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syncor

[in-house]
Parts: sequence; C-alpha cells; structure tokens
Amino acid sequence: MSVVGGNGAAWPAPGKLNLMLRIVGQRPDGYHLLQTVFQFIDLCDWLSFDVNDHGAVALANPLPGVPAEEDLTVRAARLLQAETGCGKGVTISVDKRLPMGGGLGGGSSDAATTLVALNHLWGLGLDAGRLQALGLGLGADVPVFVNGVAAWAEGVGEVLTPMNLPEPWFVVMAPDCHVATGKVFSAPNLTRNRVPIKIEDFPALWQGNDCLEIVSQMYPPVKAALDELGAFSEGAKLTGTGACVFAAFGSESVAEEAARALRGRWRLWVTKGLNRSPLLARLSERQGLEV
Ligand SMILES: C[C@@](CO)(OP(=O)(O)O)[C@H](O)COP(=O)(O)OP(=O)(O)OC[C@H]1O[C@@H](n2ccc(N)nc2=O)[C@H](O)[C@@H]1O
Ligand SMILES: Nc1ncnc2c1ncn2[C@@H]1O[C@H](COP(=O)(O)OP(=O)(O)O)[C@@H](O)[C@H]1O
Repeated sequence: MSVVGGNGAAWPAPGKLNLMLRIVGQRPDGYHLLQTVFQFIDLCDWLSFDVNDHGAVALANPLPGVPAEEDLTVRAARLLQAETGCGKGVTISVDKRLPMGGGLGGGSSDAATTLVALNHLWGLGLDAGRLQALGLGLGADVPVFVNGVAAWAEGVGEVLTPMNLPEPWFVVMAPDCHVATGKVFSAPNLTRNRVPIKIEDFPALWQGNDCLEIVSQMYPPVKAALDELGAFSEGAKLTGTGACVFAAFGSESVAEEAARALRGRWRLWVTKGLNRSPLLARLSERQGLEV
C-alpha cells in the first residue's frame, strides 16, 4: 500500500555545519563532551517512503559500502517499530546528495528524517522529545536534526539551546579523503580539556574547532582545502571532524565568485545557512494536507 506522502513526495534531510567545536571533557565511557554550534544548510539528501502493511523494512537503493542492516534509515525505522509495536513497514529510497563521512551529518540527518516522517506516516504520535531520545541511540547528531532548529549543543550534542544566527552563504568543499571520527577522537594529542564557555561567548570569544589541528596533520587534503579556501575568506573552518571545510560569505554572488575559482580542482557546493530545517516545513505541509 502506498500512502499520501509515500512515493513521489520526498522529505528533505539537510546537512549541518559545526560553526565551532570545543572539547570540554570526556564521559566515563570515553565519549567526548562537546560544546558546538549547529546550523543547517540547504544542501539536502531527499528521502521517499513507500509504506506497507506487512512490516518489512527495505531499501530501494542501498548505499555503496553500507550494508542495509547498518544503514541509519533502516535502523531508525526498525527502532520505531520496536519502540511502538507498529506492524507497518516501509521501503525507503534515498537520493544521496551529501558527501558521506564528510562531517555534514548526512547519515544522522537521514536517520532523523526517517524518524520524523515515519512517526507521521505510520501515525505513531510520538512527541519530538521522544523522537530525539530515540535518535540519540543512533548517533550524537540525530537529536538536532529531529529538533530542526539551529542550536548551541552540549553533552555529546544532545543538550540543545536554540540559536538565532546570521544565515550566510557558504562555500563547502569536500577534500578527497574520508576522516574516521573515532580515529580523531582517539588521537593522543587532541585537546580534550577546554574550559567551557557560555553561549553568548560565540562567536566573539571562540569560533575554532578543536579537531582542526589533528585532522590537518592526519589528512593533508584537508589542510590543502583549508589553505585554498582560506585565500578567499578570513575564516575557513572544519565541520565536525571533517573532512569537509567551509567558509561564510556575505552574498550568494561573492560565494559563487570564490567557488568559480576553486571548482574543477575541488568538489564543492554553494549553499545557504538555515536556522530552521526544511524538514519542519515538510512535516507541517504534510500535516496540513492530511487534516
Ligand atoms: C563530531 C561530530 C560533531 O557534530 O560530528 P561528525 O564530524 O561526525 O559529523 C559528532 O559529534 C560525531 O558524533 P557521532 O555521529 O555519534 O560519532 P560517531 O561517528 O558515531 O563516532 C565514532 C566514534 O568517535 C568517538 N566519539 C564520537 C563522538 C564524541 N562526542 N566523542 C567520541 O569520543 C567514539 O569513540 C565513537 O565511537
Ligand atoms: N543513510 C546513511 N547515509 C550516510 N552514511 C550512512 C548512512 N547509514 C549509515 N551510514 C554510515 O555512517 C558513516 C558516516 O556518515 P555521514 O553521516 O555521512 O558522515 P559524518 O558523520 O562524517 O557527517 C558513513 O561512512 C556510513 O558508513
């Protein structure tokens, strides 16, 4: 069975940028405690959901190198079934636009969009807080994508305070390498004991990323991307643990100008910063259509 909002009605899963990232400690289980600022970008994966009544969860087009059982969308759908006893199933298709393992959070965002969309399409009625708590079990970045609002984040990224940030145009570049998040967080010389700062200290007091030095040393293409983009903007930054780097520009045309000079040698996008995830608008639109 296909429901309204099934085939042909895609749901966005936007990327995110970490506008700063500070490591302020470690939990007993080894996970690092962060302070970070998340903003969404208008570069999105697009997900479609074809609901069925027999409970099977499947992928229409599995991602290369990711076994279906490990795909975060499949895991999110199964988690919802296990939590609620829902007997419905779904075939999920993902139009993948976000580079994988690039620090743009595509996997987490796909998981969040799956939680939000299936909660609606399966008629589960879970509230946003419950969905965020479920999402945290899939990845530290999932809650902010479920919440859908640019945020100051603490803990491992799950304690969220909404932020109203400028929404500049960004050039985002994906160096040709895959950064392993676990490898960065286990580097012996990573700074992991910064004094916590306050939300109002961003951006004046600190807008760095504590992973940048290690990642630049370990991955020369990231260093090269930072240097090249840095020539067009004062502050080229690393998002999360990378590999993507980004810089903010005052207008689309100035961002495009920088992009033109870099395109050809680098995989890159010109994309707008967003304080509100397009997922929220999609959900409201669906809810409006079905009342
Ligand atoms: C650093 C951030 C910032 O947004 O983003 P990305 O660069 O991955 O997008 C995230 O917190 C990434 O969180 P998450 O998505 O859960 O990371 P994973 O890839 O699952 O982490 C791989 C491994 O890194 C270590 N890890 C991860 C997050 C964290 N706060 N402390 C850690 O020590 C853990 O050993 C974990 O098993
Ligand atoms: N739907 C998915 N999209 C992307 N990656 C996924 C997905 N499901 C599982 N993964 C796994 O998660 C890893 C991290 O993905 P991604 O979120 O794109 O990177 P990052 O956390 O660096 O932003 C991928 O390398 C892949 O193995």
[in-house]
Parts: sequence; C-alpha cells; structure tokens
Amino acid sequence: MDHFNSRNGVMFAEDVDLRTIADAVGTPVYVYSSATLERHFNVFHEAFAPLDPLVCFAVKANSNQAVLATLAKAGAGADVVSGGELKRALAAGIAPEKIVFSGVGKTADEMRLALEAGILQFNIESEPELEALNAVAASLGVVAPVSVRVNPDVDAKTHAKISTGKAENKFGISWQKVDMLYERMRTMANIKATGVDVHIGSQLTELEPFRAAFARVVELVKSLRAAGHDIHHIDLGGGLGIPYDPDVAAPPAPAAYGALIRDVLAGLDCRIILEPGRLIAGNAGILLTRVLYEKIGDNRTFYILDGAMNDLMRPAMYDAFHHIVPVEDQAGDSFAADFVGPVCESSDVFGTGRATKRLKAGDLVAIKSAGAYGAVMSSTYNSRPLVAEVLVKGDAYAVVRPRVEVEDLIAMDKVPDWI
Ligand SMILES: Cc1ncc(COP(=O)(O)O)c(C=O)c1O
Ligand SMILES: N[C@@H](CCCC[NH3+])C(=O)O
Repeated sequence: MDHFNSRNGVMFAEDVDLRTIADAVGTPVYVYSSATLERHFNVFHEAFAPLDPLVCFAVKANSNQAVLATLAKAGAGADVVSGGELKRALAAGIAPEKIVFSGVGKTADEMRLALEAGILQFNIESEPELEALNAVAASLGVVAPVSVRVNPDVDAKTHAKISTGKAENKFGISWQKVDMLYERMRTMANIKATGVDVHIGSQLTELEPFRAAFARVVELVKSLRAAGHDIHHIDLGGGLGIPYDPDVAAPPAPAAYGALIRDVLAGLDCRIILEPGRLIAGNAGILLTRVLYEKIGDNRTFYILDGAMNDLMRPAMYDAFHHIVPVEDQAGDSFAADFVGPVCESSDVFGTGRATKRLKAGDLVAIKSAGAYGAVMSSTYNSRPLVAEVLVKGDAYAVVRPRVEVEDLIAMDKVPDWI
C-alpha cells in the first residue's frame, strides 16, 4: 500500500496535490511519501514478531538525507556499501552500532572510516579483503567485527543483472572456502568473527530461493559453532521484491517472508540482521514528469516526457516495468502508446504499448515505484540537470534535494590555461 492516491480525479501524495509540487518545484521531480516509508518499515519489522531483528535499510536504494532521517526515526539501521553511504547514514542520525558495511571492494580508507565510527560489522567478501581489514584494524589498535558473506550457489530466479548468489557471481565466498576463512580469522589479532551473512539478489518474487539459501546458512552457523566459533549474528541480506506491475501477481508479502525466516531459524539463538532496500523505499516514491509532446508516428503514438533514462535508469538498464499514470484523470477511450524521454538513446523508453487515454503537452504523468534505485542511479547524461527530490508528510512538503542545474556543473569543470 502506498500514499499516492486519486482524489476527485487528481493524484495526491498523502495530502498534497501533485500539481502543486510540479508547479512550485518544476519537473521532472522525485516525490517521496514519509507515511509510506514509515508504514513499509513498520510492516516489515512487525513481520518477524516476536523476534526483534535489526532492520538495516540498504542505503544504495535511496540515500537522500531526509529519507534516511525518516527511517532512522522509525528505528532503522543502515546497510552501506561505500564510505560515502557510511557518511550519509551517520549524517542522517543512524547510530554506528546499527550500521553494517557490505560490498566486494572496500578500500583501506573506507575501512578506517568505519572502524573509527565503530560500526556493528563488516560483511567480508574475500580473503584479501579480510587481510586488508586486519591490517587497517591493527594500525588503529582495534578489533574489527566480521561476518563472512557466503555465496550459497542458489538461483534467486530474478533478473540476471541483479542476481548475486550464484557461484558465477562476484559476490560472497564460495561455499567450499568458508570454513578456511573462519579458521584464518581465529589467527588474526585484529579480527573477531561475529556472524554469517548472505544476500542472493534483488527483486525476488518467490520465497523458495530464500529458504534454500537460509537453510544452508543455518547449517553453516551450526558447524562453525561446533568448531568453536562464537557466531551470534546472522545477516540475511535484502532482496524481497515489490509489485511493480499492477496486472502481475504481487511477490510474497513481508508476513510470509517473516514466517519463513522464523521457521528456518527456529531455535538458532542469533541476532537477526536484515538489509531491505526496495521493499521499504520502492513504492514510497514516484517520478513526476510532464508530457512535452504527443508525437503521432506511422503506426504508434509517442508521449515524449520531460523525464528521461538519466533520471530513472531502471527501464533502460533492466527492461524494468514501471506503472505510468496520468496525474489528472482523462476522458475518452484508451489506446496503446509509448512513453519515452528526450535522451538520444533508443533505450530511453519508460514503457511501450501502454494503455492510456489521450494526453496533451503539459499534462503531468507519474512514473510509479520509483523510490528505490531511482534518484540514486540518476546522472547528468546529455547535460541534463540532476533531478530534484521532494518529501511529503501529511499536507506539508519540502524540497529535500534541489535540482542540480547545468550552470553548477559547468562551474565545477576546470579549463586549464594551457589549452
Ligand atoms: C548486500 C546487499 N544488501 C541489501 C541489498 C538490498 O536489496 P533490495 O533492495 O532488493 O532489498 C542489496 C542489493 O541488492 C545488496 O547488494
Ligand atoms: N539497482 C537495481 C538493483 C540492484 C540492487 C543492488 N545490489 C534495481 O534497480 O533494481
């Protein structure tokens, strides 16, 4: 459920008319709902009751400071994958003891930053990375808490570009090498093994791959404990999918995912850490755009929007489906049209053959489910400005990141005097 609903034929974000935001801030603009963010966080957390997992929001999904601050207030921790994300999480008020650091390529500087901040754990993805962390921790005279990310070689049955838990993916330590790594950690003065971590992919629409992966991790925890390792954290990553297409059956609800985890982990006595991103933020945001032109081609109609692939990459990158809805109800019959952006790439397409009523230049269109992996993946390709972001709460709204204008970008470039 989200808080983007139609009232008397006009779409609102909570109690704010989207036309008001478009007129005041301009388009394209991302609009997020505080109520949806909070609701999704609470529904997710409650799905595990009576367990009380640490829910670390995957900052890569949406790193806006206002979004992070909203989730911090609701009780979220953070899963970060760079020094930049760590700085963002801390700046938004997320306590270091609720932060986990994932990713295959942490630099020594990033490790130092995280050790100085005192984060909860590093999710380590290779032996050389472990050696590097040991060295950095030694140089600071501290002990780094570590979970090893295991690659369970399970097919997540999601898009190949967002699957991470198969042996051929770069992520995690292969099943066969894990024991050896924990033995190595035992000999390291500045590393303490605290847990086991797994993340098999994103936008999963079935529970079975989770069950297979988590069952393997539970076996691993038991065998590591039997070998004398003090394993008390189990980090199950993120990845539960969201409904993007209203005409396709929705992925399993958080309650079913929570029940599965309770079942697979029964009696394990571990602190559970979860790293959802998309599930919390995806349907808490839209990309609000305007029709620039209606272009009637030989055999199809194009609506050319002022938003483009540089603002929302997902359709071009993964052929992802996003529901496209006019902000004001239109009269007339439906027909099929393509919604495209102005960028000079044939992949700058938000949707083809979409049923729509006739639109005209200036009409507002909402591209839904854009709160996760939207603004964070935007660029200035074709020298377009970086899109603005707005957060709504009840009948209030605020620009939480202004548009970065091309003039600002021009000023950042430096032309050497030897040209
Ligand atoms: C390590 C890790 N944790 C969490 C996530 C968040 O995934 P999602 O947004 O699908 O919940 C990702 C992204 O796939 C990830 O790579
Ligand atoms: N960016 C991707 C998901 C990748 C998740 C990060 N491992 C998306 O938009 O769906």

By JILL ROSENFELD Staff Reporter While most stocks are taking a roller-coaster whirl on Wall Street last week, shares of Syncor International Corp. are chugging along like a gentle train ride no dips, dives, or sharp curves for this Woodland Hills maker and distributor of nuclear pharmaceutical products. A little-known leader in a small market, Syncor’s core business consists of 118 U.S. pharmaceutical labs that prepare syringes filled with a radioactive chemical mixture. Injected into the bloodstream, the chemical leaves a dye-like trail that helps doctors diagnose a variety of medical ailments. Syncor’s stock was trading in the $15 range for much of last week, about midway between its 52-week high and low. What accounts for its stability amid the market turmoil? “It’s a very illiquid stock, so there aren’t a lot of sellers who want to get out of it,” said Larry Marsh, an analyst for Salomon Smith Barney. “The company’s fundamental outlook is good. It has strong contractual relationships, and I think investors are holding onto companies they think will grow regardless of how the economy’s doing, and won’t be hurt by weaker markets overseas.” Syncor supplies pharmaceutical products to 3,500 hospitals in the United States. About half its revenues were generated from large hospital buying groups. The U.S. market for radiopharmaceuticals is less than $1 billion. Syncor represents about 52 percent of that market, with the balance coming from Mallinckrodt Inc. and Nycomed-Amersham. “The product has a very short shelf life, and Syncor guarantees to have the product delivered within one hour of a customer’s call. That’s a service that’s extremely difficult for other manufacturers to replicate. Even (Syncor’s competitors) have chosen to sell products through Syncor,” said Marsh. Syncor is also the sole distributor of Cardiolite, a widely used heart-imaging agent produced by DuPont Merck Pharmaceutical Co. The radioactive solution helps doctors see into the workings of the heart to better evaluate problems. Net income has increased steadily over the last four years, climbing from a low of $1.2 million in 1994, to $11.1 million in 1997. “1994 was a disaster,” said President and CEO Robert Funari, who was chief operating officer at the time. “Our stock got as low as $6 a share. Since then we’ve been in the process of trying to repair the damage.” That damage occurred when Syncor formed a close alliance with DuPont, a major supplier of the isotopes and chemicals contained in Syncor’s syringes. In 1994, DuPont agreed to use Syncor as its sole distributor. Mallinckrodt and Nycomed-Amersham, concerned that Syncor would promote DuPont products over their own, responded by refusing to sell raw materials to Syncor. Because both companies have their own distribution networks, the decision set off a price war. “They saw us as competitors, and chose to behave in a way that triggered some pretty extraordinary competition in the marketplace,” said Funari. To better compete, the company cut prices which also cut profits. When Funari took over, he raised prices. “In 1995 he became more disciplined, and didn’t distribute the product if the price didn’t meet a margin threshold,” Marsh said. He also moved to repair relationships with Mallinckrodt and Nycomed-Amersham. Last year, the company negotiated lower materials costs with DuPont, and has been taking a sharper look at all expenses, said company spokeswoman Mary Meusborn. For the second quarter ended June 30, net income was $4.4 million (40 cents per diluted share), compared with $4.3 million (44 cents) for the like period a year ago. Revenues were $113.2 million vs. $98.2 million. Meusborn said earnings appear flat because of one-time gains in 1997 from the sale of the company’s stake in a joint business venture with another pharmaceutical firm. Meusborn said a better barometer of Syncor’s growth can be found by looking at earnings from continuing operations which were $4.4 million for the most recent quarter, compared with $3.2 million a year earlier.

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